In a future America, any and all crimes are legal for one night each year. Rated R (strong disturbing violence and some language)
Come for the horror -- stay for the social satire! Smart, funny and unexpectedly subversive, this home-invasion flick packs its punches where you least expect them.
Ethan Hawke, Lena Headey, Rhys Wakefield
America is prosperous, safe and once again shining on its hill in 2022, the year "The Purge" takes place. But young Charlie Sandin has a question for his father: Why, on one night each year, are all crimes made legal -- including murder?
Well, son, it's complicated. But James Sandin (Ethan Hawke) knows one thing: He's made a mint selling steel-shutter security systems, and when the annual Purge arrives -- March 21st at 7 p.m. -- the Sandins will be the safest upper-income family on the block. So what if the violence mostly affects the poor? "You don't remember how bad it was, Charlie," dad splutters. "The poverty, the crime. This night saved our country."
The vague posters for "The Purge" won't prepare you for how sharp and shockingly subversive this home-invasion flick can be. The delicious premise comes from writer-director James DeMonaco, who has more on his mind than merely piling up bodies (though he does that, too). His futuristic America -- in which wealthy suburbanites live in gun-filled McMansions while the poor expire around them -- is really just an exaggeration of the current one.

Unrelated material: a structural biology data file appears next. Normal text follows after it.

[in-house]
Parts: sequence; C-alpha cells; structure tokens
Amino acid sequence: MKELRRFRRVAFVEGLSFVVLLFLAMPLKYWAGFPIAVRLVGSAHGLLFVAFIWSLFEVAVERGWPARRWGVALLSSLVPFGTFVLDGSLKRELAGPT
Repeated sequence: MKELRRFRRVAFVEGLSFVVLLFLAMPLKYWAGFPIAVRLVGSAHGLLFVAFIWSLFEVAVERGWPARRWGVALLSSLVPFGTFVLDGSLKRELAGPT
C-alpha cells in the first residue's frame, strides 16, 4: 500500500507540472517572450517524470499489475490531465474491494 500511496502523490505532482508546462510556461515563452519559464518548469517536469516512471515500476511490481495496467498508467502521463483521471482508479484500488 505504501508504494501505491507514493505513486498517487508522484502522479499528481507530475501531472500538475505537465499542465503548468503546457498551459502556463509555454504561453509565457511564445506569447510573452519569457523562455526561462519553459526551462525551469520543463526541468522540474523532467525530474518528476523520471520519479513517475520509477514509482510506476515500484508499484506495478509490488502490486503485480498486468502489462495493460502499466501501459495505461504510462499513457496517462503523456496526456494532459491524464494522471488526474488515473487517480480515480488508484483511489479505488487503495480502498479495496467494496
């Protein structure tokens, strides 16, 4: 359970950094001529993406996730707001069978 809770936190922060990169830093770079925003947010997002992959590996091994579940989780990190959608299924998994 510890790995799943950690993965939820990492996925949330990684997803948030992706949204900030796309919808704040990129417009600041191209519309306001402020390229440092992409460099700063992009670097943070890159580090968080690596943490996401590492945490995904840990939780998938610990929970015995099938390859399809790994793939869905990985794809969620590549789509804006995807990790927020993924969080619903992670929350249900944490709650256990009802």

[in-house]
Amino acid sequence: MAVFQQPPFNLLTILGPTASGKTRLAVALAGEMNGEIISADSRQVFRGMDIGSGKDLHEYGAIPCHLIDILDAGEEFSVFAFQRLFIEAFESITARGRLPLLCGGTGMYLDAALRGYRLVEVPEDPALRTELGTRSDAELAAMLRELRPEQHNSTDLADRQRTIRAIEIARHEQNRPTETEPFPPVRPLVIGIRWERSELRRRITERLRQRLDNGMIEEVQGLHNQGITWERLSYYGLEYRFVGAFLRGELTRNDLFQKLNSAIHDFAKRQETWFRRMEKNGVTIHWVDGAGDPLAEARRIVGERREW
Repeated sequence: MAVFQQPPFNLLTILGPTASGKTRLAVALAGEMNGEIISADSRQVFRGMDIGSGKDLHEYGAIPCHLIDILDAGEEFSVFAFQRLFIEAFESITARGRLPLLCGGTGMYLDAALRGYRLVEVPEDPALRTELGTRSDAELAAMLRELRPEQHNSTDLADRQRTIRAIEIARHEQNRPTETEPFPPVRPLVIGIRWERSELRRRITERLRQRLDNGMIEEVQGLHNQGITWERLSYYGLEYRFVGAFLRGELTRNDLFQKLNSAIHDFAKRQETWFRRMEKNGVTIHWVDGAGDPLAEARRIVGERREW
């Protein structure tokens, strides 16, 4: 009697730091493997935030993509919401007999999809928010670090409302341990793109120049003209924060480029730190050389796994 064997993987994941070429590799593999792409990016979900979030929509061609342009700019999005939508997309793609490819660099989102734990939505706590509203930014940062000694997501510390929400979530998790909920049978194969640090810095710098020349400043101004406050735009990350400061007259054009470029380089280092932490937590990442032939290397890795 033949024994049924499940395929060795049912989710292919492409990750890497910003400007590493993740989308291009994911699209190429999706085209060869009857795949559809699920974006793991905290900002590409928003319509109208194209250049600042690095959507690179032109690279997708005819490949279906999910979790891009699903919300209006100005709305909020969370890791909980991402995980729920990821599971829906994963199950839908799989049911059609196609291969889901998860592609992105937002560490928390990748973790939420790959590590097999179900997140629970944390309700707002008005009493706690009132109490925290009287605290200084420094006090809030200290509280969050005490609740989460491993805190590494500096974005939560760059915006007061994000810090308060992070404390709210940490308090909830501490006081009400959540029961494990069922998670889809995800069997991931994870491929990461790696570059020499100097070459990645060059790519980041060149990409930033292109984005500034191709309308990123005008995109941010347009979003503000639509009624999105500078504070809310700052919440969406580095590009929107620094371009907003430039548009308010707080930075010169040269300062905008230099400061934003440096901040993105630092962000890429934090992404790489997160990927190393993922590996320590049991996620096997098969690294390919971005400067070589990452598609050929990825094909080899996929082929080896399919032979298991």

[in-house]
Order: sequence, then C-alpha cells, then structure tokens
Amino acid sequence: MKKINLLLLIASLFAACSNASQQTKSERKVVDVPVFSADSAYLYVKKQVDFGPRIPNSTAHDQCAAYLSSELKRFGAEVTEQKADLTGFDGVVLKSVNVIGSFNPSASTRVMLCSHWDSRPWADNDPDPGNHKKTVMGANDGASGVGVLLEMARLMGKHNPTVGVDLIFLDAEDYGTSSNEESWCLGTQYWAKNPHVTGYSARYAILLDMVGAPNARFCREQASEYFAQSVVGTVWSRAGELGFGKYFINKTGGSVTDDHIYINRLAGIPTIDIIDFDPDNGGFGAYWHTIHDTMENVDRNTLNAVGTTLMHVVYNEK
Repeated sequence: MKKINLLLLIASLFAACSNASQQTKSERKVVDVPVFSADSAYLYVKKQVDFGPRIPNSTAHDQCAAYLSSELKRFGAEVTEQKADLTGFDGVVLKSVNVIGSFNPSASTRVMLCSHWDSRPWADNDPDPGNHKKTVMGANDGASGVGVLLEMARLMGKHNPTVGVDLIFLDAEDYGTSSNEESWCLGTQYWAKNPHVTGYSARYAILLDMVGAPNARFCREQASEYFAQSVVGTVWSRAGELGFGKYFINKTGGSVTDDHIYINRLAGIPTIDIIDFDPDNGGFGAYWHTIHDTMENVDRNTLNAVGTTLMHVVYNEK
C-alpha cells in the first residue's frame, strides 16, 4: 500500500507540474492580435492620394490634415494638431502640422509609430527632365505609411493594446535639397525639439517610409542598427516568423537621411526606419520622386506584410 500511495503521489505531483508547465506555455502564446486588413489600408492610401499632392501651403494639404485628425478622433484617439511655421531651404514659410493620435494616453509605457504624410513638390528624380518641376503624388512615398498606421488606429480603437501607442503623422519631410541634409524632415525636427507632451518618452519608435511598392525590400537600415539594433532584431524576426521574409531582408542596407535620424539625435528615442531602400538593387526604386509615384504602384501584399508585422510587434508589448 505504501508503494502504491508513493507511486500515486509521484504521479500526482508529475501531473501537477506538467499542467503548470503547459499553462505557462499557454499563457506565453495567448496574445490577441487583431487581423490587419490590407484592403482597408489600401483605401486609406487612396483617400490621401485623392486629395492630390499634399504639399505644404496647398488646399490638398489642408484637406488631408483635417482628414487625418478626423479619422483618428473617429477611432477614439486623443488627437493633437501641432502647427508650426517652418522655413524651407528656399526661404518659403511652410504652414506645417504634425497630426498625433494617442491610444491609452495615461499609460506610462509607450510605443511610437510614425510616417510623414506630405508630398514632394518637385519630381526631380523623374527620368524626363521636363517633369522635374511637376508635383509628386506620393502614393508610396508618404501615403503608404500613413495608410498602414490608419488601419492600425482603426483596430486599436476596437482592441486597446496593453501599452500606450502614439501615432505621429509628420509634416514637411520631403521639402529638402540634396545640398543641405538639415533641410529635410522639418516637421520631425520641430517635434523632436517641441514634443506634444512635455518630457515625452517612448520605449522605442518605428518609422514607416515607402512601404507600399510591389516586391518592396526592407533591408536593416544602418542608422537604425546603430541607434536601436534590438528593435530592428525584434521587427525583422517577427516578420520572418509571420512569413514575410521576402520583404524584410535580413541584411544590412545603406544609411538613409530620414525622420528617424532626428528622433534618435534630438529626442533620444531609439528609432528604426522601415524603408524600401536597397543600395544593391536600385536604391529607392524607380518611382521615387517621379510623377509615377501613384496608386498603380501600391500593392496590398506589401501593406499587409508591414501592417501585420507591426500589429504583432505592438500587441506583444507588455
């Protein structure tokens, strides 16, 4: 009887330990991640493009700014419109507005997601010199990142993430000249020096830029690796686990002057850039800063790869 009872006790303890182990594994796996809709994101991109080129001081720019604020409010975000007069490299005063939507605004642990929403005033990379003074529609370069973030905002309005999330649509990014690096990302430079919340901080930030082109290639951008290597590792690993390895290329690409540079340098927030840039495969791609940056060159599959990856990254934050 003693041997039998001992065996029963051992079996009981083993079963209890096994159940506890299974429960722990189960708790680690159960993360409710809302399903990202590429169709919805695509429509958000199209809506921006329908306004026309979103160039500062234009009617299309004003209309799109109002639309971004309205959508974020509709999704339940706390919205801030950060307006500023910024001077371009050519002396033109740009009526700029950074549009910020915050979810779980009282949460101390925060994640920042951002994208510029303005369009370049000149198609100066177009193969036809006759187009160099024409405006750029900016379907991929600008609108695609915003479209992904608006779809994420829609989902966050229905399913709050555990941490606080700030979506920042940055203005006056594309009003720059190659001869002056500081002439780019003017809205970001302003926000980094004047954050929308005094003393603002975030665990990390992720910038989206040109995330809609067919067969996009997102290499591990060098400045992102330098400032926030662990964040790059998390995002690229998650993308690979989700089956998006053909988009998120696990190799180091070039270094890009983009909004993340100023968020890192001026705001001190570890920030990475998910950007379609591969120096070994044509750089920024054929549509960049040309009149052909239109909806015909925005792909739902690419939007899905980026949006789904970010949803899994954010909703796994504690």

Charlie (Max Burkholder) kick-starts the action by sheltering a homeless man (Edwin Hodge) from a gang of predatory prep-school types (Rhys Wakefield plays their grinning blond leader). What follows is a mix of Sam Peckinpah's classic "Straw Dogs" and Michael Haneke's two "Funny Games" films, as the mild-mannered Sandins must make difficult choices and tap into their inner animals.
"The Purge" often falls short of its ambitions. Though Hawke is convincing as a well-heeled family man, his support cast (Lena Headey and Adelaide Kane play James' wife and teenage daughter, respectively) is less impressive. The young attackers, basically the usual giggling sadists wearing creepy masks, disappoint slightly. And DeMonaco's direction -- this is his second film -- never quite matches the savagery of his ideas.
Still, if the execution earns a B, the effort deserves an A-plus. In the midst of summer's predictably complacent entertainment, "The Purge" is a nice, nasty surprise.
PLOT In a future America, any and all crimes are legal for one night each year.
RATING R (strong disturbing violence and some language)
CAST Ethan Hawke, Lena Headey, Rhys Wakefield
BOTTOM LINE Come for the horror -- stay for the social satire! Smart, funny and unexpectedly subversive, this home-invasion flick packs its punches where you least expect them.